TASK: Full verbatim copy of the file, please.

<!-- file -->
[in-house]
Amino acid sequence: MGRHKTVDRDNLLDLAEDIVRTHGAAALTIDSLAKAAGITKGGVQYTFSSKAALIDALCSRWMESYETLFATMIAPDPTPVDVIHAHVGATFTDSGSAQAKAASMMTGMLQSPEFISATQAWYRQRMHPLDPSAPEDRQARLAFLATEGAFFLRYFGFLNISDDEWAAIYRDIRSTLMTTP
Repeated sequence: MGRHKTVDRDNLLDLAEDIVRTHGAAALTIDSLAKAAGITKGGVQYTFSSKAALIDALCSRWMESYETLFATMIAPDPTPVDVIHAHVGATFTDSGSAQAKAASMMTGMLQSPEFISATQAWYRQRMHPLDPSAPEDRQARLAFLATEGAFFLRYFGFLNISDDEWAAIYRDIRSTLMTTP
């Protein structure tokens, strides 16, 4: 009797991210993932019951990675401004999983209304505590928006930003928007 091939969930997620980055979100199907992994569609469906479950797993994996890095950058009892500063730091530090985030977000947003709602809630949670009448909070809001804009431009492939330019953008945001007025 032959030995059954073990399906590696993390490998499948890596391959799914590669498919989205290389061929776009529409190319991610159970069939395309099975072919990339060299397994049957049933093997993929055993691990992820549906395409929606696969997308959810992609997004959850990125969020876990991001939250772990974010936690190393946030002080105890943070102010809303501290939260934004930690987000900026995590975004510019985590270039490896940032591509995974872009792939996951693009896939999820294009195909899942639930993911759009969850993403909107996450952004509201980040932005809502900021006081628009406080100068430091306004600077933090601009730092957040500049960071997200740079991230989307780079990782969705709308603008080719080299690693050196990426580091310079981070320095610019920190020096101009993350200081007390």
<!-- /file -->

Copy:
[in-house]
Amino acid sequence: MGRHKTVDRDNLLDLAEDIVRTHGAAALTIDSLAKAAGITKGGVQYTFSSKAALIDALCSRWMESYETLFATMIAPDPTPVDVIHAHVGATFTDSGSAQAKAASMMTGMLQSPEFISATQAWYRQRMHPLDPSAPEDRQARLAFLATEGAFFLRYFGFLNISDDEWAAIYRDIRSTLMTTP
Repeated sequence: MGRHKTVDRDNLLDLAEDIVRTHGAAALTIDSLAKAAGITKGGVQYTFSSKAALIDALCSRWMESYETLFATMIAPDPTPVDVIHAHVGATFTDSGSAQAKAASMMTGMLQSPEFISATQAWYRQRMHPLDPSAPEDRQARLAFLATEGAFFLRYFGFLNISDDEWAAIYRDIRSTLMTTP
């Protein structure tokens, strides 16, 4: 009797991210993932019951990675401004999983209304505590928006930003928007 091939969930997620980055979100199907992994569609469906479950797993994996890095950058009892500063730091530090985030977000947003709602809630949670009448909070809001804009431009492939330019953008945001007025 032959030995059954073990399906590696993390490998499948890596391959799914590669498919989205290389061929776009529409190319991610159970069939395309099975072919990339060299397994049957049933093997993929055993691990992820549906395409929606696969997308959810992609997004959850990125969020876990991001939250772990974010936690190393946030002080105890943070102010809303501290939260934004930690987000900026995590975004510019985590270039490896940032591509995974872009792939996951693009896939999820294009195909899942639930993911759009969850993403909107996450952004509201980040932005809502900021006081628009406080100068430091306004600077933090601009730092957040500049960071997200740079991230989307780079990782969705709308603008080719080299690693050196990426580091310079981070320095610019920190020096101009993350200081007390």